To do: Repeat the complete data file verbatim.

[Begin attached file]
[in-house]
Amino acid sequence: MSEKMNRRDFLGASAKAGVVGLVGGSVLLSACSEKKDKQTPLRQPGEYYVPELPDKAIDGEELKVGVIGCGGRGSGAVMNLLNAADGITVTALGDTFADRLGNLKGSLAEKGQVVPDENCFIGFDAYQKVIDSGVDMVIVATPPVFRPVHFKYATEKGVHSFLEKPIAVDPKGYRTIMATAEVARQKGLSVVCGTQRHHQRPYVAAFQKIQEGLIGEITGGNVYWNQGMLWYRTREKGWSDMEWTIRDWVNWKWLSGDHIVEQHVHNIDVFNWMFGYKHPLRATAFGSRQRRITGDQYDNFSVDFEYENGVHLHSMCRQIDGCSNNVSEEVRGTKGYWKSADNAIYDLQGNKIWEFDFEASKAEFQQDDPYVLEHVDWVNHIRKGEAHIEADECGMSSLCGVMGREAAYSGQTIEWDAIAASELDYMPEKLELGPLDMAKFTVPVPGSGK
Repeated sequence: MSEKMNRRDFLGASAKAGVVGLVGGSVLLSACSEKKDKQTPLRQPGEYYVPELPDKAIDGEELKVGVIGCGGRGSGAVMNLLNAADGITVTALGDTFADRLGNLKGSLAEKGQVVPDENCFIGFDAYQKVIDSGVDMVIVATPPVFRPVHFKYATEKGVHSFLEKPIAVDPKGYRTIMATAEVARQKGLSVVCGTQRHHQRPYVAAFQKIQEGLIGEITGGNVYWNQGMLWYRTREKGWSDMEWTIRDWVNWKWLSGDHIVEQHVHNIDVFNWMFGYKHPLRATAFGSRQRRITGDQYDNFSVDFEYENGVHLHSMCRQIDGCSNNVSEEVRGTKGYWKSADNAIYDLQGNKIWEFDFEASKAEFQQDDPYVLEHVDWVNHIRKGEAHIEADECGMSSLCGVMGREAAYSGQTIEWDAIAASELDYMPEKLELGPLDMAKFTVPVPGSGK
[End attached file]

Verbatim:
[in-house]
Amino acid sequence: MSEKMNRRDFLGASAKAGVVGLVGGSVLLSACSEKKDKQTPLRQPGEYYVPELPDKAIDGEELKVGVIGCGGRGSGAVMNLLNAADGITVTALGDTFADRLGNLKGSLAEKGQVVPDENCFIGFDAYQKVIDSGVDMVIVATPPVFRPVHFKYATEKGVHSFLEKPIAVDPKGYRTIMATAEVARQKGLSVVCGTQRHHQRPYVAAFQKIQEGLIGEITGGNVYWNQGMLWYRTREKGWSDMEWTIRDWVNWKWLSGDHIVEQHVHNIDVFNWMFGYKHPLRATAFGSRQRRITGDQYDNFSVDFEYENGVHLHSMCRQIDGCSNNVSEEVRGTKGYWKSADNAIYDLQGNKIWEFDFEASKAEFQQDDPYVLEHVDWVNHIRKGEAHIEADECGMSSLCGVMGREAAYSGQTIEWDAIAASELDYMPEKLELGPLDMAKFTVPVPGSGK
Repeated sequence: MSEKMNRRDFLGASAKAGVVGLVGGSVLLSACSEKKDKQTPLRQPGEYYVPELPDKAIDGEELKVGVIGCGGRGSGAVMNLLNAADGITVTALGDTFADRLGNLKGSLAEKGQVVPDENCFIGFDAYQKVIDSGVDMVIVATPPVFRPVHFKYATEKGVHSFLEKPIAVDPKGYRTIMATAEVARQKGLSVVCGTQRHHQRPYVAAFQKIQEGLIGEITGGNVYWNQGMLWYRTREKGWSDMEWTIRDWVNWKWLSGDHIVEQHVHNIDVFNWMFGYKHPLRATAFGSRQRRITGDQYDNFSVDFEYENGVHLHSMCRQIDGCSNNVSEEVRGTKGYWKSADNAIYDLQGNKIWEFDFEASKAEFQQDDPYVLEHVDWVNHIRKGEAHIEADECGMSSLCGVMGREAAYSGQTIEWDAIAASELDYMPEKLELGPLDMAKFTVPVPGSGK